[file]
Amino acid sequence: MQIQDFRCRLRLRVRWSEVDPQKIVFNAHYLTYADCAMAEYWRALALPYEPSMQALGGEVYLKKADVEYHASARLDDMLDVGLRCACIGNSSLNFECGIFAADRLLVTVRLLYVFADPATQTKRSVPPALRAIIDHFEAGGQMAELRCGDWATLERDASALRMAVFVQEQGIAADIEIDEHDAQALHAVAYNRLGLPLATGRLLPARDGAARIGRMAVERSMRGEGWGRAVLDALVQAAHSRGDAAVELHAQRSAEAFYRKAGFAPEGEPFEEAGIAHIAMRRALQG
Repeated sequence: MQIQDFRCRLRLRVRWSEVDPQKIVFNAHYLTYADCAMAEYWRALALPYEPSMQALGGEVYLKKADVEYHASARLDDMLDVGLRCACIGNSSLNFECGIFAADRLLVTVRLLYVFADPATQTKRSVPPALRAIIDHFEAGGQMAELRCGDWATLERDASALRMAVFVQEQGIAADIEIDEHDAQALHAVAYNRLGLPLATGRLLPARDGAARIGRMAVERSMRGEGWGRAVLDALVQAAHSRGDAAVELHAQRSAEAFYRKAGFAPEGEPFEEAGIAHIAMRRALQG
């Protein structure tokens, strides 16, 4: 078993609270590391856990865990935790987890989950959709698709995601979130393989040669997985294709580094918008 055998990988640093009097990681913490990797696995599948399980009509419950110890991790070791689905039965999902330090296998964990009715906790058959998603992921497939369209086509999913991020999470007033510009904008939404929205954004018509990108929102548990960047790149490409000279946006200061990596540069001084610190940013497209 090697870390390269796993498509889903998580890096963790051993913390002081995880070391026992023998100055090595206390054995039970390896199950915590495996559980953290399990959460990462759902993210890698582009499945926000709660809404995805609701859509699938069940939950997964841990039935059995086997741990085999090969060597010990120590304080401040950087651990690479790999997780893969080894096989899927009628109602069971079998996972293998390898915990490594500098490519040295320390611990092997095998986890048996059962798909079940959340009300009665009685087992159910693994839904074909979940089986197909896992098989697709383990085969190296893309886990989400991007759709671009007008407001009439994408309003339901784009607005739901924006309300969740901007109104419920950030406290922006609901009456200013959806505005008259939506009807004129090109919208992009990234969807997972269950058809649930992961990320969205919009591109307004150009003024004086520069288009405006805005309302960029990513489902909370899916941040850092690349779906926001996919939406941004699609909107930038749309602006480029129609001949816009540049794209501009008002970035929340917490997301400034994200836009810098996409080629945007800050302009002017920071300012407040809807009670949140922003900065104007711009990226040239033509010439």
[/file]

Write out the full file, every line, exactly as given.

Amino acid sequence: MQIQDFRCRLRLRVRWSEVDPQKIVFNAHYLTYADCAMAEYWRALALPYEPSMQALGGEVYLKKADVEYHASARLDDMLDVGLRCACIGNSSLNFECGIFAADRLLVTVRLLYVFADPATQTKRSVPPALRAIIDHFEAGGQMAELRCGDWATLERDASALRMAVFVQEQGIAADIEIDEHDAQALHAVAYNRLGLPLATGRLLPARDGAARIGRMAVERSMRGEGWGRAVLDALVQAAHSRGDAAVELHAQRSAEAFYRKAGFAPEGEPFEEAGIAHIAMRRALQG
Repeated sequence: MQIQDFRCRLRLRVRWSEVDPQKIVFNAHYLTYADCAMAEYWRALALPYEPSMQALGGEVYLKKADVEYHASARLDDMLDVGLRCACIGNSSLNFECGIFAADRLLVTVRLLYVFADPATQTKRSVPPALRAIIDHFEAGGQMAELRCGDWATLERDASALRMAVFVQEQGIAADIEIDEHDAQALHAVAYNRLGLPLATGRLLPARDGAARIGRMAVERSMRGEGWGRAVLDALVQAAHSRGDAAVELHAQRSAEAFYRKAGFAPEGEPFEEAGIAHIAMRRALQG
């Protein structure tokens, strides 16, 4: 078993609270590391856990865990935790987890989950959709698709995601979130393989040669997985294709580094918008 055998990988640093009097990681913490990797696995599948399980009509419950110890991790070791689905039965999902330090296998964990009715906790058959998603992921497939369209086509999913991020999470007033510009904008939404929205954004018509990108929102548990960047790149490409000279946006200061990596540069001084610190940013497209 090697870390390269796993498509889903998580890096963790051993913390002081995880070391026992023998100055090595206390054995039970390896199950915590495996559980953290399990959460990462759902993210890698582009499945926000709660809404995805609701859509699938069940939950997964841990039935059995086997741990085999090969060597010990120590304080401040950087651990690479790999997780893969080894096989899927009628109602069971079998996972293998390898915990490594500098490519040295320390611990092997095998986890048996059962798909079940959340009300009665009685087992159910693994839904074909979940089986197909896992098989697709383990085969190296893309886990989400991007759709671009007008407001009439994408309003339901784009607005739901924006309300969740901007109104419920950030406290922006609901009456200013959806505005008259939506009807004129090109919208992009990234969807997972269950058809649930992961990320969205919009591109307004150009003024004086520069288009405006805005309302960029990513489902909370899916941040850092690349779906926001996919939406941004699609909107930038749309602006480029129609001949816009540049794209501009008002970035929340917490997301400034994200836009810098996409080629945007800050302009002017920071300012407040809807009670949140922003900065104007711009990226040239033509010439």